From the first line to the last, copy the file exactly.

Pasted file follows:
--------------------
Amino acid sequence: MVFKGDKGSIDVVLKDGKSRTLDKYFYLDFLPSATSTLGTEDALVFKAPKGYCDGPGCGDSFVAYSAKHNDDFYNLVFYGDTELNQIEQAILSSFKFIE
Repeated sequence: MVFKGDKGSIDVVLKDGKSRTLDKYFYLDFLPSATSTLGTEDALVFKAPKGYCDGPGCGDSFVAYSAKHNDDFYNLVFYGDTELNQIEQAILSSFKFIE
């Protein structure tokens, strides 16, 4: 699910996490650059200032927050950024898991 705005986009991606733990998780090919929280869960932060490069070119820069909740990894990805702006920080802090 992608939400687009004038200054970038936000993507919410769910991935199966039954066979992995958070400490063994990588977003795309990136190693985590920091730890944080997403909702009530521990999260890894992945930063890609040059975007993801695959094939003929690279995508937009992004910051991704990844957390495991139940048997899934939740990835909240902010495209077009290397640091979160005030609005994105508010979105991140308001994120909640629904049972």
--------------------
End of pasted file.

Amino acid sequence: MVFKGDKGSIDVVLKDGKSRTLDKYFYLDFLPSATSTLGTEDALVFKAPKGYCDGPGCGDSFVAYSAKHNDDFYNLVFYGDTELNQIEQAILSSFKFIE
Repeated sequence: MVFKGDKGSIDVVLKDGKSRTLDKYFYLDFLPSATSTLGTEDALVFKAPKGYCDGPGCGDSFVAYSAKHNDDFYNLVFYGDTELNQIEQAILSSFKFIE
């Protein structure tokens, strides 16, 4: 699910996490650059200032927050950024898991 705005986009991606733990998780090919929280869960932060490069070119820069909740990894990805702006920080802090 992608939400687009004038200054970038936000993507919410769910991935199966039954066979992995958070400490063994990588977003795309990136190693985590920091730890944080997403909702009530521990999260890894992945930063890609040059975007993801695959094939003929690279995508937009992004910051991704990844957390495991139940048997899934939740990835909240902010495209077009290397640091979160005030609005994105508010979105991140308001994120909640629904049972």